The conversion to self service was costly and required building materials and construction-industry labour that were both in scarce supply, so not every company could afford to convert their stores immediately. Moreover, companies were restricted by the existing properties their shops occupied. These were often too small for conversion into supermarkets, so unless they built from scratch they could only create small-scale self-service stores. Some large multiple stores, such as Home Colonial, had experimented with self service but did not initially consider that it would be successful. And not everyone concerned with the grocery trade believed that self service would take off. For example, in 1947 the trade journal The Grocer commented that 'the people of this country have long been accustomed to counter-service, and it is doubtful whether they would be content to wander round a store hunting for goods.'
However, during the late 1950s and 1960s self-service shops and supermarkets spread throughout Britain. Following the demise of rationing, there was a rapid growth in personal consumption in the 1950s. This allowed the supermarket to develop. Both the government and some elements of the grocery trade were also keen to promote self-service stores, which were seen as more efficient for the customer and for the retailer, particularly as they required less labour. In 1950 around 50 supermarkets were in existence, increasing in number to 572 by 1961. A number of new supermarket chains emerged. Premier, Victor Value and Fine Fare had 330 supermarkets between them by mid 1961. By 1969, five years after the abolition of Resale Price Maintenance (agreements between manufacturers and their distributors that products would be sold at certain prices) there were reported to be 3400 supermarkets in Great Britain.
While the ownership of stores mattered to consumers on one level (for example, many consumers chose to shop at the Co-op because of the benefit offered by the dividend), consumers' experiences within the store and the kind of service they were offered were also seen as important. During the 1950s many multiples such as Lipton, Home Colonial and some co-operative societies continued to offer counter service in their stores. Far from being seen as 'faceless', many 1950s multiple and co-operative stores with counter service, were remembered as friendly and local. A respondent who shopped in Newcastle Under Lyme during the 1950s recalled favouring the local Co-op: 'that was where I first met the Co-op and goodness they were good... we had a butcher who delivered but the Co-op seemed to offer everything else.'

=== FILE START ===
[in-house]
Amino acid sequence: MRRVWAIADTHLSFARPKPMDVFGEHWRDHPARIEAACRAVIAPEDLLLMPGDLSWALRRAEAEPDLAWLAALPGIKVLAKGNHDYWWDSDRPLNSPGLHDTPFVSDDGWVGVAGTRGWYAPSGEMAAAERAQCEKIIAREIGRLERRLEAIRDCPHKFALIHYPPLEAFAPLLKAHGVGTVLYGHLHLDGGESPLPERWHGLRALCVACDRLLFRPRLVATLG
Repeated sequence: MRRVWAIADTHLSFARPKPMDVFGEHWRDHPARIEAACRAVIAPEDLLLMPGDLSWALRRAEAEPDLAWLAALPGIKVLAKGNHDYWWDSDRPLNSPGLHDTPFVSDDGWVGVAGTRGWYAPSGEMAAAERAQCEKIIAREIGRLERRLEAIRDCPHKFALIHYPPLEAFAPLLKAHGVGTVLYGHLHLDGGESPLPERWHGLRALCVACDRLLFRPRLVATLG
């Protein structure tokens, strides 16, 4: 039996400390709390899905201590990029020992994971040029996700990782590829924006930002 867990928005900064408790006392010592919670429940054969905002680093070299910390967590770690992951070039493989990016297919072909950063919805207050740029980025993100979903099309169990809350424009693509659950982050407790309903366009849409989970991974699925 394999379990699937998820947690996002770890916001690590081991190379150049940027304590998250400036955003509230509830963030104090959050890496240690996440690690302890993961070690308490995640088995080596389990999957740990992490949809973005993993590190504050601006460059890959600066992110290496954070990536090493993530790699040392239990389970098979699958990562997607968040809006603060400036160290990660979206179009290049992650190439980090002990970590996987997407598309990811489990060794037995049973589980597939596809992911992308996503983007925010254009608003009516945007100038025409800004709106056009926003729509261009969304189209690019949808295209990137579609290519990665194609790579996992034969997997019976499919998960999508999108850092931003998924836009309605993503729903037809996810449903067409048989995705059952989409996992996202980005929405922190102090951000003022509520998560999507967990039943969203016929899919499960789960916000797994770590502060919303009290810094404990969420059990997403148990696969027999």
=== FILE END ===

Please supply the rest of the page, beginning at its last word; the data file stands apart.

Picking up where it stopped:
The visual process of counter service could delight and fascinate the onlooker. Multiple counter-service stores such as Lipton and Home Colonial were remembered with particular affection. Interviewees were particularly likely to recall the process of butter making, slicing the cheese, and the cutting of the ham. But such pleasures were just as likely in a branch of Sainsbury's or Lipton, as in a 'family' provisions dealer or butchers. One respondent also commented:
It'd been Home and Colonial and Lipton's and things before and they were a pleasure, those dried goods we used to call them, the grocer's that's what you meant when you said the grocer. But it was all cupboards and drawers and a bit like the chemist in a way... so you knew that you had this expertise that you don't use now.
It was not the independent shop itself, but the quality and kind of service offered within that was valued. Some consumers relished the opportunity to sit down during shopping, and allow counter-service attendants to fulfil their needs. An interviewee who shopped near Banbury and on the Isle of Wight in the 1950s, remembered that: 'You could always have a sit-down in the grocer's shop - there was always a stool or something so it was more of a pleasure shopping rather than a chore.' But, crucially, not all consumers responded to counter service in the same way. As the following section will show, social context was also a key factor in determining consumer choice.
At the heart of the contemporary debate over the supermarket is the issue of consumer choice. It is seen as an essential impetus towards and indicator of appropriate competition and economic health, in addition to a basic civil right. According to the 'High Street 2015' report, the erosion of the small shop is likely to have a catastrophic impact on future consumer choice: 'The biggest losers, however, will be the consumers. Restricted choice of store brands, restricted choice of available products, restricted choice of shopping locations, higher prices and reduced customer service are all strong possibilities in 2015. Although some consumers today may be benefiting from a competitive market this is entirely unsustainable and cannot continue.' Recent academic research has also underlined the importance of the social aspects of consumption. A study of contemporary consumption in the Portsmouth area has noted that : 'For individuals the reality of consumer choice is less about the "economics" of shopping, which for example, tend to privilege price over other aspects of choice, and more to do with the lived experience of consumers and how they interact with the retail outlets that are provided... Retailers and planners need to find better ways of representing the complexity and diversity of choice within and between neighbourhoods.' (Jackson et al, 2006). A historical perspective on consumer choice reveals why past consumers chose different kinds of retail format, and the impact of social differences on consumer choice.